I have been doing a good deal of thinking and reading about Gov. Palin's run for the Vice-Presidency. I am bothered by how conservative complementarians have reacted to it, and I am afraid that we run the danger of compromising for the sake of political expediency. The argument that has come forth is that, while the Bible is clear that a woman's priority is in the home, and that they are not to exercise authority over men in the context of the church, it is actually silent regarding the issue of a woman holding secular authority. You may find a couple of strong arguments in this regard by Dr. Al Mohler here, and another excellent article by David Kotter writing for The Council of Biblical Manhood and Womanhood. Dr. Mohler, the CBMW, and David Kotter are complementarians who believe that Gov. Palin's run is not necessarily outside the God-ordained role of womanhood.
I know that my critique of the view of these folks may be prideful assumption, but I find their argument bothersome for two important reasons. And on the third reason, I think that it may fail altogether. Let me outline my concerns and let you have at it in the comment section if anyone so desires.
My first worry is this idea that God has ordained roles for men and women inside the home and church that is not consistently applied in the secular world. That is, if Paul forbids women to "teach or have authority over men" (1 Timothy 2:10), must we assume he only meant in the context of the local church? Further, Paul made his argument from creation, not the church per se. In creation, God gave the man dominion over the created world, not simply the church and family. I find their reasoning to be very compartmentalized. I have to wonder, if Gov. Palin's husband is the head of her household and the one to whom she submits, shouldn't we be voting for him instead of her?
That leads me to my second objection. Since Francis Schaeffer, evangelicals have labored to teach people to have a "Christian World View" and not to compartmentalize the sacred and the secular. The reasoning of Dr. Mohler and the CBMW seems to do precisely that. I fear that this position is undercutting, for the sake of political expediency, the arguments complementarians have been advancing for years.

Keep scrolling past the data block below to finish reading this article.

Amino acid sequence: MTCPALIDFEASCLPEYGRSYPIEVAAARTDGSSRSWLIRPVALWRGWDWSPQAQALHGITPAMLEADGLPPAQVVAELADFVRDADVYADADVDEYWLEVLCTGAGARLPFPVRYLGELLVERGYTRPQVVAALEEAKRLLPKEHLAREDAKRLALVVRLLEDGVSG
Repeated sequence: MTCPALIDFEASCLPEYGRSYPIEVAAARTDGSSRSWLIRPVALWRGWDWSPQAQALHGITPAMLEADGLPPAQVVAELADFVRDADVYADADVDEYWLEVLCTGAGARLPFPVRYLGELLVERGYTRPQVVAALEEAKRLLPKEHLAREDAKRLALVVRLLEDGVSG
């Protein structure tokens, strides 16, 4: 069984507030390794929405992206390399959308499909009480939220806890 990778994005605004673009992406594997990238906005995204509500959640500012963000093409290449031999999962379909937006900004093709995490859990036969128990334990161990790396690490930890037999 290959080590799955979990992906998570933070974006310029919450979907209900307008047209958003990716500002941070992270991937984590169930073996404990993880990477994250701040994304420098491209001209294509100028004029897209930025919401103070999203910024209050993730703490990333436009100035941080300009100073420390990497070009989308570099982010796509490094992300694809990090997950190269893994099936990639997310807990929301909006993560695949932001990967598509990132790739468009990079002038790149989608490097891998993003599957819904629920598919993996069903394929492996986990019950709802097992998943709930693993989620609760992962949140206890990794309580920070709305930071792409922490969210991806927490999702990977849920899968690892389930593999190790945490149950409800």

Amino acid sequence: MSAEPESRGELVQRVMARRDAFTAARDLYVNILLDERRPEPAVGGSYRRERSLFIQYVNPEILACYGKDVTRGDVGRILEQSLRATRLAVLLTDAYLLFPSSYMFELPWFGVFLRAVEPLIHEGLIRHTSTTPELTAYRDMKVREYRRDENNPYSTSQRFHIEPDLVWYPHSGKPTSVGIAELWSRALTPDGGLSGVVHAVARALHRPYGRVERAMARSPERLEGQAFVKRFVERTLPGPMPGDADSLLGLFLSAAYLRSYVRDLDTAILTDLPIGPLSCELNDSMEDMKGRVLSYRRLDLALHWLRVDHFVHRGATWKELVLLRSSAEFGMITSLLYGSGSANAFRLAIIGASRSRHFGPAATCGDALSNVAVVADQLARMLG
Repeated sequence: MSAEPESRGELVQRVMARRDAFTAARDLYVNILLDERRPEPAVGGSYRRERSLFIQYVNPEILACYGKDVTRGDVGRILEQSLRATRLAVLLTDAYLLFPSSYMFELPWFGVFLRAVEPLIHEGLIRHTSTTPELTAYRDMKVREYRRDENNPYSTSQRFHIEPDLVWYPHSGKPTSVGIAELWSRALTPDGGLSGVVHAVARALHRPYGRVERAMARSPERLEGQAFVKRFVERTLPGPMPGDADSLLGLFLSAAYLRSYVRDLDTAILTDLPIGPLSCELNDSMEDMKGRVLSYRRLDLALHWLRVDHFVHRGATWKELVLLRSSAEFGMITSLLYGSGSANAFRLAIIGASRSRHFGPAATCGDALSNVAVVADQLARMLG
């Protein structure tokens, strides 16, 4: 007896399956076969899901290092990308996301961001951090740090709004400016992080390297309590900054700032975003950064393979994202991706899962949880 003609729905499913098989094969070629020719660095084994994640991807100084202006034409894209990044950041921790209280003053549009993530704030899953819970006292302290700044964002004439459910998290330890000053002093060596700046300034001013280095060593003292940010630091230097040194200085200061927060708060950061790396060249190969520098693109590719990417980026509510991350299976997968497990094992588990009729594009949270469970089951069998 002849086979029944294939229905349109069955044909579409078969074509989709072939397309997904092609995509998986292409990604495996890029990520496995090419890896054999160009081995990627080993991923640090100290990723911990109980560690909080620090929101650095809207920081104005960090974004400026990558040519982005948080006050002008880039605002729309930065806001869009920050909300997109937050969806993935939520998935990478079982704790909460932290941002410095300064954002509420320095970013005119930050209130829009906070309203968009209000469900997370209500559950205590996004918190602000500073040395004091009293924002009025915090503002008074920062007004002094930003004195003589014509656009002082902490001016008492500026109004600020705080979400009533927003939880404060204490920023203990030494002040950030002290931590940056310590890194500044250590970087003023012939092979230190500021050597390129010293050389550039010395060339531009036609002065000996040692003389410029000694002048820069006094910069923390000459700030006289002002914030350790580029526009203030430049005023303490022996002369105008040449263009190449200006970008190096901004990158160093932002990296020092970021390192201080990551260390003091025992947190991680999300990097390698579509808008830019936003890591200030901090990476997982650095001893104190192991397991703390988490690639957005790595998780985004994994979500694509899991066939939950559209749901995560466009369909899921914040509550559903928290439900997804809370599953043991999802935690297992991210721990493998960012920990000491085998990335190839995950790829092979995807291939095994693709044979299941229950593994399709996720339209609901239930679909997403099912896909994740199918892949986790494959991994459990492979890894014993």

Finally, I want to address the issue of family. Voddie Baucham wrote a post on his blog entitled Did McCain Make a Pro-Family Pick? that addresses this issue. Baucham emphatically answers his own question with a "No!". Gov. Palin may be pro-life, but she is not acting pro-family by running for VP with five children. In fairness to Gov. Palin, she only has three dependant children. Her oldest son is in the military and is heading for Iraq, surely he doesn't still need her at home. Her oldest daughter is about to be a married woman, and I am of the opinion that a seventeen year old married woman is a woman who doesn't need mom at home. So that leaves three children, one of whom is an infant with Down's Syndrome. My wife has two children and is a stay-at-home mom. My wife can hardly find time in the day to go to the grocery store and go to exercise without a job. I simply cannot see, even with three children, how Gov. Palin could manage to be Vice-President, or even President!, and still keep home the priority.
But alas, I confess that I will most likely vote for the McCain/Palin ticket in November. I can even see much good from Gov. Palin's candidacy. (I may write on that tomorrow.) And if it is true that politics are the art of choosing between the unpalatable and the disasterous, then my decision is simply status quo and a reflection of the nature of the beast.
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